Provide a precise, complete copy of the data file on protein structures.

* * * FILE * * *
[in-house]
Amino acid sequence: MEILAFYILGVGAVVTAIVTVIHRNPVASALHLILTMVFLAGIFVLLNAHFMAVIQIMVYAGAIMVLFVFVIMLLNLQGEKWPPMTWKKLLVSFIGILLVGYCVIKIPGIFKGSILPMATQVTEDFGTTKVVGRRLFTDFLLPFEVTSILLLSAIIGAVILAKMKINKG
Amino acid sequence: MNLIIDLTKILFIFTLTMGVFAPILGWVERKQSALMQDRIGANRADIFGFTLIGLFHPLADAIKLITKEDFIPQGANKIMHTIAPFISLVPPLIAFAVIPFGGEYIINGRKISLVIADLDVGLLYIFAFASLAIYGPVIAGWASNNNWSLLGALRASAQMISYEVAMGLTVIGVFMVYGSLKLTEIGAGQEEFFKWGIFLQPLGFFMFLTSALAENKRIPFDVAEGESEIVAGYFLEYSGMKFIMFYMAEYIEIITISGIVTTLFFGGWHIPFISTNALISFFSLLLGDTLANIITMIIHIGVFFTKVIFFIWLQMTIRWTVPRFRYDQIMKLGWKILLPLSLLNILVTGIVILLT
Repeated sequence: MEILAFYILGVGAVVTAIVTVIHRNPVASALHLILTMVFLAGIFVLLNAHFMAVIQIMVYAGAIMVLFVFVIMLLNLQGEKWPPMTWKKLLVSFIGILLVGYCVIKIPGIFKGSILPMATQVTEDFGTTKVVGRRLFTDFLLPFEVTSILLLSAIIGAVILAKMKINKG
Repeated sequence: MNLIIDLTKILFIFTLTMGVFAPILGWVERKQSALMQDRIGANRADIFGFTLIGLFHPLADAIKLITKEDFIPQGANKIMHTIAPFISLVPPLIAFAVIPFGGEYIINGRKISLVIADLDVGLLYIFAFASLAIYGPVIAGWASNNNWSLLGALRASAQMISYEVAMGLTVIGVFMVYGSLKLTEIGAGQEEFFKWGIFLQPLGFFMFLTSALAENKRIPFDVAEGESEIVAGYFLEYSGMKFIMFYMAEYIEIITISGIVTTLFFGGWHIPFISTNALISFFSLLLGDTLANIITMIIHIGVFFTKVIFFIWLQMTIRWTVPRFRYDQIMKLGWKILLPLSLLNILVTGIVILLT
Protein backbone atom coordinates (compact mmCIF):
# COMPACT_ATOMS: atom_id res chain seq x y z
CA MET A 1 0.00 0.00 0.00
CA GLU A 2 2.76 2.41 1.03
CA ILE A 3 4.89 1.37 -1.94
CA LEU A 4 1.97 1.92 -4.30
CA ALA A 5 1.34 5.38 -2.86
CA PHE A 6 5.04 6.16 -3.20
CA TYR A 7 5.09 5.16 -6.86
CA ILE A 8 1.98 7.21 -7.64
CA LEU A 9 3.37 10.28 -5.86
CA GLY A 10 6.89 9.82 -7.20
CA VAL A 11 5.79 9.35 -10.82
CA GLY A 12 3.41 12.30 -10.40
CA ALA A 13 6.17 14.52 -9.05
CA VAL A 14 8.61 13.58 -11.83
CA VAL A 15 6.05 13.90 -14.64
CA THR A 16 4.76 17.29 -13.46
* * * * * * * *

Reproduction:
[in-house]
Amino acid sequence: MEILAFYILGVGAVVTAIVTVIHRNPVASALHLILTMVFLAGIFVLLNAHFMAVIQIMVYAGAIMVLFVFVIMLLNLQGEKWPPMTWKKLLVSFIGILLVGYCVIKIPGIFKGSILPMATQVTEDFGTTKVVGRRLFTDFLLPFEVTSILLLSAIIGAVILAKMKINKG
Amino acid sequence: MNLIIDLTKILFIFTLTMGVFAPILGWVERKQSALMQDRIGANRADIFGFTLIGLFHPLADAIKLITKEDFIPQGANKIMHTIAPFISLVPPLIAFAVIPFGGEYIINGRKISLVIADLDVGLLYIFAFASLAIYGPVIAGWASNNNWSLLGALRASAQMISYEVAMGLTVIGVFMVYGSLKLTEIGAGQEEFFKWGIFLQPLGFFMFLTSALAENKRIPFDVAEGESEIVAGYFLEYSGMKFIMFYMAEYIEIITISGIVTTLFFGGWHIPFISTNALISFFSLLLGDTLANIITMIIHIGVFFTKVIFFIWLQMTIRWTVPRFRYDQIMKLGWKILLPLSLLNILVTGIVILLT
Repeated sequence: MEILAFYILGVGAVVTAIVTVIHRNPVASALHLILTMVFLAGIFVLLNAHFMAVIQIMVYAGAIMVLFVFVIMLLNLQGEKWPPMTWKKLLVSFIGILLVGYCVIKIPGIFKGSILPMATQVTEDFGTTKVVGRRLFTDFLLPFEVTSILLLSAIIGAVILAKMKINKG
Repeated sequence: MNLIIDLTKILFIFTLTMGVFAPILGWVERKQSALMQDRIGANRADIFGFTLIGLFHPLADAIKLITKEDFIPQGANKIMHTIAPFISLVPPLIAFAVIPFGGEYIINGRKISLVIADLDVGLLYIFAFASLAIYGPVIAGWASNNNWSLLGALRASAQMISYEVAMGLTVIGVFMVYGSLKLTEIGAGQEEFFKWGIFLQPLGFFMFLTSALAENKRIPFDVAEGESEIVAGYFLEYSGMKFIMFYMAEYIEIITISGIVTTLFFGGWHIPFISTNALISFFSLLLGDTLANIITMIIHIGVFFTKVIFFIWLQMTIRWTVPRFRYDQIMKLGWKILLPLSLLNILVTGIVILLT
Protein backbone atom coordinates (compact mmCIF):
# COMPACT_ATOMS: atom_id res chain seq x y z
CA MET A 1 0.00 0.00 0.00
CA GLU A 2 2.76 2.41 1.03
CA ILE A 3 4.89 1.37 -1.94
CA LEU A 4 1.97 1.92 -4.30
CA ALA A 5 1.34 5.38 -2.86
CA PHE A 6 5.04 6.16 -3.20
CA TYR A 7 5.09 5.16 -6.86
CA ILE A 8 1.98 7.21 -7.64
CA LEU A 9 3.37 10.28 -5.86
CA GLY A 10 6.89 9.82 -7.20
CA VAL A 11 5.79 9.35 -10.82
CA GLY A 12 3.41 12.30 -10.40
CA ALA A 13 6.17 14.52 -9.05
CA VAL A 14 8.61 13.58 -11.83
CA VAL A 15 6.05 13.90 -14.64
CA THR A 16 4.76 17.29 -13.46